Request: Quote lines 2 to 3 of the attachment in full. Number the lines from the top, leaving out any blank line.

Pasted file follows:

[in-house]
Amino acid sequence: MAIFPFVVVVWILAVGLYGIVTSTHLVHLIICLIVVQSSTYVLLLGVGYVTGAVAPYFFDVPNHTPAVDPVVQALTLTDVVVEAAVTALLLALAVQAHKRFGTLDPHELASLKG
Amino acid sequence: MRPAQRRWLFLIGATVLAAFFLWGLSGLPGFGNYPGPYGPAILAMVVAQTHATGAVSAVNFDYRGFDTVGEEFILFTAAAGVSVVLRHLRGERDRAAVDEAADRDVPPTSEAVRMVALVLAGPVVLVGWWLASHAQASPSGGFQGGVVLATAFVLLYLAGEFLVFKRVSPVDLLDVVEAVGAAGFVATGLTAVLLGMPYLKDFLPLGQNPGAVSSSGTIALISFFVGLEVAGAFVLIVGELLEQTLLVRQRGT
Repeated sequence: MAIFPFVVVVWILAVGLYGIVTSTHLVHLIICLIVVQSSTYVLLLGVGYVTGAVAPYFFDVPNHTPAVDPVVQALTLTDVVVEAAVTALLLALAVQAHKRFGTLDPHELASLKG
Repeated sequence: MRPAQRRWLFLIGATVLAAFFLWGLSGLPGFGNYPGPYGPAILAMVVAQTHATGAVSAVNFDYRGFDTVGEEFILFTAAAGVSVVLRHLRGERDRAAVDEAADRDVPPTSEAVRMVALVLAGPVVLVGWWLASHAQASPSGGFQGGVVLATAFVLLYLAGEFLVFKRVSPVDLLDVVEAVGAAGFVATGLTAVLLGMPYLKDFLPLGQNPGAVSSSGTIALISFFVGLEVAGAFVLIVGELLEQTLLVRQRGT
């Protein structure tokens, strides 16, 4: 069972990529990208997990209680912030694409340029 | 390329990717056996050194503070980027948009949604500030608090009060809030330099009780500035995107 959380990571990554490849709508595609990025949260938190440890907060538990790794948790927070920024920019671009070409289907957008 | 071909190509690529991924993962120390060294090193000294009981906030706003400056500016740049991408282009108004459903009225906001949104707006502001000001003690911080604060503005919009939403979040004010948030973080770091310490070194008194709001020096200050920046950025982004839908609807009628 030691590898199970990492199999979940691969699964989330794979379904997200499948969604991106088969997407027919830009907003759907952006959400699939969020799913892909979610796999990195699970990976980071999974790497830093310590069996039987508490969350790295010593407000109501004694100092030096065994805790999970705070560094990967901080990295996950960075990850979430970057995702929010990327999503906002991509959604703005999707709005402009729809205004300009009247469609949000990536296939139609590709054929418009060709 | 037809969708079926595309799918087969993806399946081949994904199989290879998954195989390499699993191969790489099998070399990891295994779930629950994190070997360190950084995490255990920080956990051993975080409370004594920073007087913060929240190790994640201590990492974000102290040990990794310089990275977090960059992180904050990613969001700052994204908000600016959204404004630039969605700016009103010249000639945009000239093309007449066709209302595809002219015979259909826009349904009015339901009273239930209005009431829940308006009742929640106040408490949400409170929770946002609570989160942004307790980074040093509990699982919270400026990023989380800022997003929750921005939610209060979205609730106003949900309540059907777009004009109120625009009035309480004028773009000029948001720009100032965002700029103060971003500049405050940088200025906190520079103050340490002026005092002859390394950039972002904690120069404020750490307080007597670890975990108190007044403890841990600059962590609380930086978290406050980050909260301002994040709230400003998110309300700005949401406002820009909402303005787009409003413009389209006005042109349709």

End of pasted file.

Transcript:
Amino acid sequence: MAIFPFVVVVWILAVGLYGIVTSTHLVHLIICLIVVQSSTYVLLLGVGYVTGAVAPYFFDVPNHTPAVDPVVQALTLTDVVVEAAVTALLLALAVQAHKRFGTLDPHELASLKG
Amino acid sequence: MRPAQRRWLFLIGATVLAAFFLWGLSGLPGFGNYPGPYGPAILAMVVAQTHATGAVSAVNFDYRGFDTVGEEFILFTAAAGVSVVLRHLRGERDRAAVDEAADRDVPPTSEAVRMVALVLAGPVVLVGWWLASHAQASPSGGFQGGVVLATAFVLLYLAGEFLVFKRVSPVDLLDVVEAVGAAGFVATGLTAVLLGMPYLKDFLPLGQNPGAVSSSGTIALISFFVGLEVAGAFVLIVGELLEQTLLVRQRGT